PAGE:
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6 FACH Member Hospitals Ranked by US News & World Report

US News & World Report has published its list of best children’s hospitals for 2018. Six Florida children’s hospitals who are members of the Florida Association for Children’s Hospitals (FACH) were among the hospitals who ranked highly in specific specialty areas. To create the pediatric rankings, US News & World Report gathers key clinical data from nearly 200 medical centers through a detailed survey that looks at measures such as patient safety, infection prevention and adequacy of nurse staffing. In addition, part of each hospital’s score is derived from surveys of more than 11,000 pediatric specialists who are asked where they would send the sickest children in their specialty. In 2018, only 86 children’s hospitals were ranked in at least one of the pediatric specialties evaluated.

FACH hospitals and their rankings are:

UF Health Shands

39 – pediatric neonatology

49 – pediatric cancer

19 – pediatric cardiology and heart surgery

50 – pediatric neurology and neurosurgery

22 – pediatric pulmonology

27 – pediatric diabetes and endocrinology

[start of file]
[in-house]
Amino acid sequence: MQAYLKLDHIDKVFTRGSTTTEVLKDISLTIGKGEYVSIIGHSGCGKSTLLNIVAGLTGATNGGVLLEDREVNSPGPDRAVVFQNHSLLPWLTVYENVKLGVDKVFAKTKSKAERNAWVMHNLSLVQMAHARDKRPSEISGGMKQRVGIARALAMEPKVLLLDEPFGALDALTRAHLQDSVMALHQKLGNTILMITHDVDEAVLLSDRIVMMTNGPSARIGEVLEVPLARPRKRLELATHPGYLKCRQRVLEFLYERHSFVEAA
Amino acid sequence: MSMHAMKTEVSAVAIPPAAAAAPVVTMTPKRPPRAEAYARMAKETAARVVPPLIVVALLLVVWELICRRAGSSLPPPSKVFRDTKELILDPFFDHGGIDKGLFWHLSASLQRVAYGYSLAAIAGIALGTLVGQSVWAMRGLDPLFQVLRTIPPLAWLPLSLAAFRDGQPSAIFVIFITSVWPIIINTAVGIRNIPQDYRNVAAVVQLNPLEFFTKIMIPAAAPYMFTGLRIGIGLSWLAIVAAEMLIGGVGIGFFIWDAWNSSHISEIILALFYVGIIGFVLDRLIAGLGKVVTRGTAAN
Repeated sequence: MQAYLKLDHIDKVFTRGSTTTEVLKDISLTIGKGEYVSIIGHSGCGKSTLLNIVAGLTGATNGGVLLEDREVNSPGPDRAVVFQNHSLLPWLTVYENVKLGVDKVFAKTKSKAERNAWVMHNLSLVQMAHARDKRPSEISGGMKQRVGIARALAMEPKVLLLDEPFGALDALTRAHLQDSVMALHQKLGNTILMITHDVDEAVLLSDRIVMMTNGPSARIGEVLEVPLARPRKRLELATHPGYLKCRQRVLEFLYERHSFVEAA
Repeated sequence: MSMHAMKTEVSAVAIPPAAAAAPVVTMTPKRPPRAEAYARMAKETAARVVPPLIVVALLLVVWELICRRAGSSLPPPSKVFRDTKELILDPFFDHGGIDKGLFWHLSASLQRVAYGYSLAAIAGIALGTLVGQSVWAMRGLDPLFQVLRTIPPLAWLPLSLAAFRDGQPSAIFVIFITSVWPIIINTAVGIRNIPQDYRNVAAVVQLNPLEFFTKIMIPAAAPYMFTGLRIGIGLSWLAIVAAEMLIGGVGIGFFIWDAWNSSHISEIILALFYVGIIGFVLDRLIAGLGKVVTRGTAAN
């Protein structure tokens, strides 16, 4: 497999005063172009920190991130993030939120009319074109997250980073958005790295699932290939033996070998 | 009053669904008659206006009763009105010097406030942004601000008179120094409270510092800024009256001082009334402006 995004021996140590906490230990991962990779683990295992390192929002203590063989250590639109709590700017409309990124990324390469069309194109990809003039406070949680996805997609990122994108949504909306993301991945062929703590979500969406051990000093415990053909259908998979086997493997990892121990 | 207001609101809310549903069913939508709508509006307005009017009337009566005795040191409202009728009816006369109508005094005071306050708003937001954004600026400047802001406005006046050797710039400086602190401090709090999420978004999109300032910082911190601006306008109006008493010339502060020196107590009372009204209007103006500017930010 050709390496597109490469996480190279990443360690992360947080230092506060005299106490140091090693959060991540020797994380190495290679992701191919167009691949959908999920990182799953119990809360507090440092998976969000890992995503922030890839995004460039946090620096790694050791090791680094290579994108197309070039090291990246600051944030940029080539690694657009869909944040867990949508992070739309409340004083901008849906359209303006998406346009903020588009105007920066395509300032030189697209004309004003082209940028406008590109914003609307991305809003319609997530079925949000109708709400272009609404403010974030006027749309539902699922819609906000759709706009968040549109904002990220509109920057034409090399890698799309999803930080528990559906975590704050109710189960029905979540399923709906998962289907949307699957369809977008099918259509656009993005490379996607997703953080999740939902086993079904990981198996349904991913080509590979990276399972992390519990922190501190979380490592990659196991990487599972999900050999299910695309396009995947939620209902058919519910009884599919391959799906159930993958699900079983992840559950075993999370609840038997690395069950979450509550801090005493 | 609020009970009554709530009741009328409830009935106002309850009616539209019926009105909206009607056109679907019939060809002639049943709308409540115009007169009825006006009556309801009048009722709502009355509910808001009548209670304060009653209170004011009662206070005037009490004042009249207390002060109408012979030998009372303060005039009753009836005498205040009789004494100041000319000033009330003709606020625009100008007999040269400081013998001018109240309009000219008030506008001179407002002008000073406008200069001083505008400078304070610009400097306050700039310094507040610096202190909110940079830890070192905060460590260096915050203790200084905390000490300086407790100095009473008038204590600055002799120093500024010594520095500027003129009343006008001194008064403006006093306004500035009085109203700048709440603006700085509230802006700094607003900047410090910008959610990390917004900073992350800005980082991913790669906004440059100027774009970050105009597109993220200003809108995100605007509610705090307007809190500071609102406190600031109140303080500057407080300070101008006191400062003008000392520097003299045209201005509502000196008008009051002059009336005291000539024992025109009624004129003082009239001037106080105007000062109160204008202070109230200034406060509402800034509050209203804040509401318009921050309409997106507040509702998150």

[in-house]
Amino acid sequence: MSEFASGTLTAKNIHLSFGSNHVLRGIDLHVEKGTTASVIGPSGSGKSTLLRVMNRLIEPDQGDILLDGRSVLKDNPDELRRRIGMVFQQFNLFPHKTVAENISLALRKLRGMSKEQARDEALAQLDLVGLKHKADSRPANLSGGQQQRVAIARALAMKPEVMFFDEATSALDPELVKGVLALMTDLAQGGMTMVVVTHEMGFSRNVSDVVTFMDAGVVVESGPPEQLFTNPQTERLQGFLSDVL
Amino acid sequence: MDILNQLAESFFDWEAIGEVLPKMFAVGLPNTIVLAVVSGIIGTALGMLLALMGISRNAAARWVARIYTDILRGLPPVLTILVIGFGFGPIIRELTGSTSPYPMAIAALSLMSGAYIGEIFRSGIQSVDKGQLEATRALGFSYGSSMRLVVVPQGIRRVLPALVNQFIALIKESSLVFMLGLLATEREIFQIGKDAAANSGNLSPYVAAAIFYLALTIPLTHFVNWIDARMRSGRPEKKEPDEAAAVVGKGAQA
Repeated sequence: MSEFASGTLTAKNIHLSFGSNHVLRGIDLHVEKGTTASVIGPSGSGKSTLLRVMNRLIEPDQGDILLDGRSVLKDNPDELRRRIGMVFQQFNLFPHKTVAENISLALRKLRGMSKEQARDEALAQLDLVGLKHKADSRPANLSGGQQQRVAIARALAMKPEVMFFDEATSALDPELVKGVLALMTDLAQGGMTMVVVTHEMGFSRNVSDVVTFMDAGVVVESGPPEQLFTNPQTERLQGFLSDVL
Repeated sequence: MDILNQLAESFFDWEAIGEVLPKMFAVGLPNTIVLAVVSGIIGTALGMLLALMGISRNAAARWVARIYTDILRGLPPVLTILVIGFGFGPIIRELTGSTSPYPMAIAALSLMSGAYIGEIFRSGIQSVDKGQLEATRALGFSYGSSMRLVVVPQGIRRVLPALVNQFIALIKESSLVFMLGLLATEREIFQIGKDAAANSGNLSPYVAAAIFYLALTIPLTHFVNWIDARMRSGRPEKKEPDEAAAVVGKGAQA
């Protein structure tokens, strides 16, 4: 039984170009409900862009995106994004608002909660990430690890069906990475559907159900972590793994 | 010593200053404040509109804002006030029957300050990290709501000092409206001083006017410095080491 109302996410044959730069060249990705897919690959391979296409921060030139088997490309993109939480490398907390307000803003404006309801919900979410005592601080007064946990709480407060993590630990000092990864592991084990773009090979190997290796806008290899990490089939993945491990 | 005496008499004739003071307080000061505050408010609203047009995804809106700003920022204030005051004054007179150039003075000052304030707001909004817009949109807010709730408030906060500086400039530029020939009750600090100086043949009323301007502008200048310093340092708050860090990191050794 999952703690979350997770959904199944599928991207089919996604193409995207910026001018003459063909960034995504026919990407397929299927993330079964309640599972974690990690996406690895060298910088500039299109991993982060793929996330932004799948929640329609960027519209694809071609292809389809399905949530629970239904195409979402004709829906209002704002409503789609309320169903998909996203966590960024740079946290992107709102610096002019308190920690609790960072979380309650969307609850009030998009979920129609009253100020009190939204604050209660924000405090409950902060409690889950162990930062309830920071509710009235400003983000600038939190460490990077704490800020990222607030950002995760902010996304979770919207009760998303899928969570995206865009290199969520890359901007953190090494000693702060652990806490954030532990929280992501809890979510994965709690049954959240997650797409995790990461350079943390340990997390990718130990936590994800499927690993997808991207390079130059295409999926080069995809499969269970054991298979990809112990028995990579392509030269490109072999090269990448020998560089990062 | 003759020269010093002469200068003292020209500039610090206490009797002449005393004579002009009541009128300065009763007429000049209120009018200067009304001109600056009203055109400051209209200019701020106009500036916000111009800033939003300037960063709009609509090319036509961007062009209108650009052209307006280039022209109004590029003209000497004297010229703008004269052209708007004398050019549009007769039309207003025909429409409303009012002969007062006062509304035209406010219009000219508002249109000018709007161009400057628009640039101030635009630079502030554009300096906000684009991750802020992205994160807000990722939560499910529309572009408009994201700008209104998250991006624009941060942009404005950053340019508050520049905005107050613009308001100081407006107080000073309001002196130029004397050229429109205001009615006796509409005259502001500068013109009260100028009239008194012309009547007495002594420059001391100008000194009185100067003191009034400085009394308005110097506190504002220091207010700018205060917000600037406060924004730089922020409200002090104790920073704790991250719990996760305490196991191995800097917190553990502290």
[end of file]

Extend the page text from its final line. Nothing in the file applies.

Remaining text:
Arnold Palmer Orlando

36 – pediatric cardiology and heart surgery

34 – pediatric diabetes and endocrinology

34 – pediatric orthopedics

38 – pediatric pulmonology

44 – pediatric urology

Joe DiMaggio

35 – pediatric orthopedics

Florida Hospital for Children

42 – pediatric neonatology

Wolfson Jacksonville

48 – pediatric cancer

47 – pediatric neurology and neurosurgery

Holtz

43 – pediatric diabetes and endocrinology

Best and Worst States for Children's Health Care

Raising a child in America is extremely expensive, costing the average parent over $230k, and health care accounts for a big chunk of the bill. While more kids are insured today than at any other point in history, the higher coverage rate hasn’t translated to lower health costs for parents. For example, out of pocket costs for patients aged 0 to 18 increased by 18% between 2012 and 2016.

But it’s a different story in every state. WalletHub compared the 50 states and the District of Columbia across 30 key indicators of cost, quality and access to children’s health care. Their data set ranges from share of children aged 0 to 17 in excellent or very good health to pediatricians and family doctors per capita.

Read more.

The Commonwealth Fund's 2018 Scorecard finds more improvement than decline in the functioning of state health care systems
All 50 states and the District of Columbia were assessed on more than 40 measures of access to health care, quality of care, efficiency in care delivery, health outcomes, and income-based health care disparities.

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